The rising interest in choice is occurring because parents are becoming increasingly frustrated with the autocratic nature of the nation’s education establishment, Holland says.

“All types of public-school choices are subject to micromanagement or even nullification from government authorities keen to enforce their own political agendas,” Holland said. “In addition, many parents are frustrated by the growing centralization of authority in education that is essentially stripping them of all say-so in how their children are taught and what curricula are used. The attempted nationwide imposition by Washington insiders of a one-size-fits-all Common Core regimen of standards and assessments was the final straw for many parents.”

Easy As E-S-A

Holland says education savings accounts (ESAs) are an increasingly popular way to give parents greater choice in their child’s education.

“A recent innovation in school choice is the education savings account, which allows parents to withdraw their children from government schools and receive a deposit of a portion, usually 90 percent, of their child’s share of state education appropriations into a savings account with defined, but multiple, potential uses,” Holland said. “Parents may use ESA withdrawals for private-school tuition, online classes, private tutoring, community college classes, education-related therapies, or higher education costs. In short, this form of choice enables parents to customize a child’s education to best meet his or her individual needs.”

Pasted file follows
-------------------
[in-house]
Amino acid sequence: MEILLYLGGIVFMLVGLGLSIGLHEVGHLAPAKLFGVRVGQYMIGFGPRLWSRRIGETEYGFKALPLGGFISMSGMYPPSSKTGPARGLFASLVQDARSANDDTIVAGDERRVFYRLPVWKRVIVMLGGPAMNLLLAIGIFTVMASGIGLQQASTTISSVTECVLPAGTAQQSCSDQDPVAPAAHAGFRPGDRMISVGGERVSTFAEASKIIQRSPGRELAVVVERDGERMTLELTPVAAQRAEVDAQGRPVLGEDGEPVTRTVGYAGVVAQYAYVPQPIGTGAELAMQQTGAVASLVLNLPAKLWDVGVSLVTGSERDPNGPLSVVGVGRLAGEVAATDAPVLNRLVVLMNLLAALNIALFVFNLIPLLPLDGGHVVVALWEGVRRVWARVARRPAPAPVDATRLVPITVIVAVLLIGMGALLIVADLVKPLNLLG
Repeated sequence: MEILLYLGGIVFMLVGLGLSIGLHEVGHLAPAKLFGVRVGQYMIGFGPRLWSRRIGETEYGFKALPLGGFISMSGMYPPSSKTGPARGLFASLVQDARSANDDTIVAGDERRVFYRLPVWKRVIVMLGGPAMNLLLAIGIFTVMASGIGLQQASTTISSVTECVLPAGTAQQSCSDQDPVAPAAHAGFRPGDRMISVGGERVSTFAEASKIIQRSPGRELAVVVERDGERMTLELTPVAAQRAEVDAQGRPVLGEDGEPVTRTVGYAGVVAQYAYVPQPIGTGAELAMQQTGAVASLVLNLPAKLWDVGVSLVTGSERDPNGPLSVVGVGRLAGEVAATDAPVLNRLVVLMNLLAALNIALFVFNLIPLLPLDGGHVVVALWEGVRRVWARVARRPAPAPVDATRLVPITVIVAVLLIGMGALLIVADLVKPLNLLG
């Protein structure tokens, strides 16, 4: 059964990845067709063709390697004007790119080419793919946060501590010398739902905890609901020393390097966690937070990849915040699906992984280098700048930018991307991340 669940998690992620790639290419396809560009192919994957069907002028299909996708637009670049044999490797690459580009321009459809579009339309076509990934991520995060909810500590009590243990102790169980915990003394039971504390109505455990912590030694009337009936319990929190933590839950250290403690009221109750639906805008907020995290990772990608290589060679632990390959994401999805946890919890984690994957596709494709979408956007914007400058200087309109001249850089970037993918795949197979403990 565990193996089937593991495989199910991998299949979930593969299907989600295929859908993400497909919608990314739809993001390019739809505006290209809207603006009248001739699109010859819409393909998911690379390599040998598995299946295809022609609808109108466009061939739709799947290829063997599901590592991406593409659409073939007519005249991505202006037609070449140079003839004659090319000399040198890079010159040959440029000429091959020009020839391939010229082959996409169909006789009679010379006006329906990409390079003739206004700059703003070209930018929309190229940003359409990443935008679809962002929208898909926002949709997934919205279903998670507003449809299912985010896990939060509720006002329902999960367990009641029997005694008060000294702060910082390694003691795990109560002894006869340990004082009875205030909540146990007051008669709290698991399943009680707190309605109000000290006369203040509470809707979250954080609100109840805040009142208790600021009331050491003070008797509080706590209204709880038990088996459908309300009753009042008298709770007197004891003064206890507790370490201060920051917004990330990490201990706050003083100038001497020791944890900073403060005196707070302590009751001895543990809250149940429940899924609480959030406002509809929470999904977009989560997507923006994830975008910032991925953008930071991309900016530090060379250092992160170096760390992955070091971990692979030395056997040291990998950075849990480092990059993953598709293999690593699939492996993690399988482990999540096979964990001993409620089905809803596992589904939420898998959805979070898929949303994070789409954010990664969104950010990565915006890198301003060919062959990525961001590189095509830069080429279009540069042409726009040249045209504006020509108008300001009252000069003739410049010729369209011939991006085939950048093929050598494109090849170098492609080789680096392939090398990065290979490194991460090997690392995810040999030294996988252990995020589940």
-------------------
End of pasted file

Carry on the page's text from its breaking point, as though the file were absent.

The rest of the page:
Holland says ESAs take school choice to the next level.

“Adopted in a half-dozen states in recent years, the ESA approach may well be the most effective initiative available for breaking monopolistic practices in K-12 education,” Holland said. “As parents exercised educational choice, as opposed to merely choice of one school, a thriving marketplace in educational services and supplies could develop, thereby easing the viselike grip of the statist monopoly.”

Competition and Quality

Schultz says increasing competition and choice improves the quality of all education options, including government schools.

“Why is it that families can choose what doctor to take their children to and where to shop for groceries, but should have no say in where to send their children to school?” Schultz said. “Just as the health care system and retail standards improve with the existence of more options, so does school quality.”

Schultz says it’s clear the nation’s education system needs thorough reform.

“Lawmakers should look at our current education system as a whole, which—at approximately $650 billion per year—spends the equivalent of the U.S. Department of Defense, and ask, ‘Why is it that less than 40 percent of fourth- and eighth-grade students can perform at grade level in reading and math?’”